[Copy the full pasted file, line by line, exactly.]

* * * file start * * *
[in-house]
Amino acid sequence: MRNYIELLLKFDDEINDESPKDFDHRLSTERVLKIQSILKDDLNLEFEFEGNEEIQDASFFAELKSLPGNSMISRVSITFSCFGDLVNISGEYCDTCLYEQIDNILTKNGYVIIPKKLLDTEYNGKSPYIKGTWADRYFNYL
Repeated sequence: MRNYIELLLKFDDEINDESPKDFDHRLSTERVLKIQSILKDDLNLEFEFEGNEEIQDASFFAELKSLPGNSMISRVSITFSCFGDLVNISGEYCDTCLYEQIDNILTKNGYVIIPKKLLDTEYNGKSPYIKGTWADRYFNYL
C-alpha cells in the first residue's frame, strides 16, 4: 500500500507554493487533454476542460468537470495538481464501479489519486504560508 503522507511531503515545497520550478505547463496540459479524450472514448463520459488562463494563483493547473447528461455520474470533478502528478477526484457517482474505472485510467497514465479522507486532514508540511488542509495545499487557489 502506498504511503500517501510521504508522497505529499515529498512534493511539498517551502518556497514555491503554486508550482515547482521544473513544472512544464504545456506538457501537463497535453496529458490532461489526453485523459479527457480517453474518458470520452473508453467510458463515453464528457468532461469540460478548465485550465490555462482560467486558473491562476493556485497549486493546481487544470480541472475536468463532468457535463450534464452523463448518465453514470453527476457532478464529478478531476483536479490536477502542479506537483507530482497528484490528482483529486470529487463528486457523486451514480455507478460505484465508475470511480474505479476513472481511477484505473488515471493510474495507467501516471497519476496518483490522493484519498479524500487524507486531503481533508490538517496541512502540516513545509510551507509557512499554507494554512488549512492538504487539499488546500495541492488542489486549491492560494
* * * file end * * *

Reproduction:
[in-house]
Amino acid sequence: MRNYIELLLKFDDEINDESPKDFDHRLSTERVLKIQSILKDDLNLEFEFEGNEEIQDASFFAELKSLPGNSMISRVSITFSCFGDLVNISGEYCDTCLYEQIDNILTKNGYVIIPKKLLDTEYNGKSPYIKGTWADRYFNYL
Repeated sequence: MRNYIELLLKFDDEINDESPKDFDHRLSTERVLKIQSILKDDLNLEFEFEGNEEIQDASFFAELKSLPGNSMISRVSITFSCFGDLVNISGEYCDTCLYEQIDNILTKNGYVIIPKKLLDTEYNGKSPYIKGTWADRYFNYL
C-alpha cells in the first residue's frame, strides 16, 4: 500500500507554493487533454476542460468537470495538481464501479489519486504560508 503522507511531503515545497520550478505547463496540459479524450472514448463520459488562463494563483493547473447528461455520474470533478502528478477526484457517482474505472485510467497514465479522507486532514508540511488542509495545499487557489 502506498504511503500517501510521504508522497505529499515529498512534493511539498517551502518556497514555491503554486508550482515547482521544473513544472512544464504545456506538457501537463497535453496529458490532461489526453485523459479527457480517453474518458470520452473508453467510458463515453464528457468532461469540460478548465485550465490555462482560467486558473491562476493556485497549486493546481487544470480541472475536468463532468457535463450534464452523463448518465453514470453527476457532478464529478478531476483536479490536477502542479506537483507530482497528484490528482483529486470529487463528486457523486451514480455507478460505484465508475470511480474505479476513472481511477484505473488515471493510474495507467501516471497519476496518483490522493484519498479524500487524507486531503481533508490538517496541512502540516513545509510551507509557512499554507494554512488549512492538504487539499488546500495541492488542489486549491492560494